Weddings are coming back in Broward County, but it might not be all you dreamed.
No self-service buffets or family-style meals. No dancing except for special dances like the first dance or father-daughter dance.
And that glorious wedding cake? It might be roped off to keep people away.
The COVID-19 concessions are the result of a county order Friday that allows ballrooms and banquet halls to reopen for weddings at half-capacity, months after they were closed down to battle the coronavirus.
Weddings and other special events of up to 100 people will be allowed starting Oct. 2.
Until now, ballrooms and other event spaces were allowed to open as long as people wore masks, stayed 6 feet apart and used only half the space. But “social events or gatherings such as weddings and parties” were prohibited.
Among the new restrictions:
- If the cake is displayed, it must be out of reach of guests. Any cake consumed at the event must be served to guests by staff or designated personnel, according to the order.
- Tables must be spaced at least 6 feet from one another. All guests must have preassigned tables, and they will be told about it in advance “to avoid the need for table cards.”
- Guests may remove masks “for the shortest practicable period of time” so they can take a wedding photo, but they must put the mask back on afterward.
- All activities that encourage people to congregate must be avoided, like the bouquet or garter toss.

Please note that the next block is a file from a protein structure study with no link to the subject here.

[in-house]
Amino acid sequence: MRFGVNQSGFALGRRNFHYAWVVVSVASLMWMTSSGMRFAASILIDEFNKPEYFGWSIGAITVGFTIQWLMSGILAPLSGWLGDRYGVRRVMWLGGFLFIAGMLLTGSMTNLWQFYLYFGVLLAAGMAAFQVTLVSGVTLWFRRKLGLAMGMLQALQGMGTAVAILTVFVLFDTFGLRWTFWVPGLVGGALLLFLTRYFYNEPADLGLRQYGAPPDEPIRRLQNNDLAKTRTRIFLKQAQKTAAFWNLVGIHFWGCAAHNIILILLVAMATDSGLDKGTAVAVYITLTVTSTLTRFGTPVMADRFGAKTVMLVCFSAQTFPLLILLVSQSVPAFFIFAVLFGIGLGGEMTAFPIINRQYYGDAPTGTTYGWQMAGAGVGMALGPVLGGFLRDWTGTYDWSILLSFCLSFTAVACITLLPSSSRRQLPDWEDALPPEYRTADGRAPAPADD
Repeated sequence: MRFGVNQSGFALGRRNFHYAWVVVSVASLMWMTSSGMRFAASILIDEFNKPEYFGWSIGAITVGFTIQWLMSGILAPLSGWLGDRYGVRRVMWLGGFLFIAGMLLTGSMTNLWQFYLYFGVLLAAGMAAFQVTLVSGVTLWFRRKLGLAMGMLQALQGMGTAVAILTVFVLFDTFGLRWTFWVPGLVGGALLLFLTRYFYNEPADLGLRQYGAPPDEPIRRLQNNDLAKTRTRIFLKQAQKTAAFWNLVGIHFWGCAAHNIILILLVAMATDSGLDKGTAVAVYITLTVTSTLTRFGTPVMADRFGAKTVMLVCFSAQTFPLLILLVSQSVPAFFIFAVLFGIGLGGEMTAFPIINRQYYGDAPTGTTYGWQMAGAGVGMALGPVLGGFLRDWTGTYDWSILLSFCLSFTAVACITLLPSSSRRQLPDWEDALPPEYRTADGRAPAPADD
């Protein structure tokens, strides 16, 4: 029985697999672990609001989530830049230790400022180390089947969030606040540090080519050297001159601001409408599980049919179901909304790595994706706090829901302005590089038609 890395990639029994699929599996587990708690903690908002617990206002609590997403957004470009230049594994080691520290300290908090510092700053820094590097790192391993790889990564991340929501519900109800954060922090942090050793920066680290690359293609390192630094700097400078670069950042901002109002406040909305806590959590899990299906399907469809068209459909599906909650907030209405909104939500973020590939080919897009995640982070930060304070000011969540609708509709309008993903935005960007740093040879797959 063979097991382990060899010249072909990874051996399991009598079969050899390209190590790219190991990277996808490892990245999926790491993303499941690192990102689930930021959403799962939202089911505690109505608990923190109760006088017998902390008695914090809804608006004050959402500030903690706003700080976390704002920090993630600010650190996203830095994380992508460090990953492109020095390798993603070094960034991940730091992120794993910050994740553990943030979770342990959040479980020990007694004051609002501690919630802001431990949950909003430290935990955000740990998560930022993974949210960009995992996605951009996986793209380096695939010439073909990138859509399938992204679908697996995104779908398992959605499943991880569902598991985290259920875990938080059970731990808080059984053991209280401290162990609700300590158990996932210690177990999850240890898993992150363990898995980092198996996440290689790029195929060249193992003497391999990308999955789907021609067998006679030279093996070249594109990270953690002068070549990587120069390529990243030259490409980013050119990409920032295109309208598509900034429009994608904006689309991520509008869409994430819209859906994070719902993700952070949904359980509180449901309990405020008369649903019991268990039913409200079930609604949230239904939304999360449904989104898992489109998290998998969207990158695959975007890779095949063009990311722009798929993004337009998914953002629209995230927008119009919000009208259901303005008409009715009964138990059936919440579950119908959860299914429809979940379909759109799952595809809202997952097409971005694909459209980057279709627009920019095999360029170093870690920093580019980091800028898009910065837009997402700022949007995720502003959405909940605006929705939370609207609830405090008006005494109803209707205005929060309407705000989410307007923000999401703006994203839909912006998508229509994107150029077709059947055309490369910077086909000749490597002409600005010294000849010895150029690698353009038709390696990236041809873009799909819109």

- During the cocktail hours and reception, guests must be seated at their assigned tables, including while ordering and eating and drinking.
- Any performer providing live entertainment must stay 10 feet away from guests at all times.
The 50% rule might become onerous for brides, said Robert Egert, who has catered weddings in Broward ballrooms through his company, Exquisite Catering by Robert in North Miami.
Will banquet halls “make a bride rent a whole hall instead of a half?” he asked. “Is it going to be a financial burden on some of the brides?”
“If they really want their wedding, they’ll make the concessions,” Egert said. “I think a lot of other brides are going to hold off until there’s less restrictions.”
Egert anticipates that the wedding cake — one of the most important displays — will get cords or ropes set up around it to “block it off so you can’t get too close to it.
“In certain aspects, it is not really a bad thing,” he said. “It will be a little more guarded than it’s been in the past.”
Except for a wedding event at a church a couple weeks ago, Egert has seen no business since March. Before the pandemic he was averaging 10 to 12 weddings a month.
“We have to start somewhere, and we have to keep going in that direction,” he said.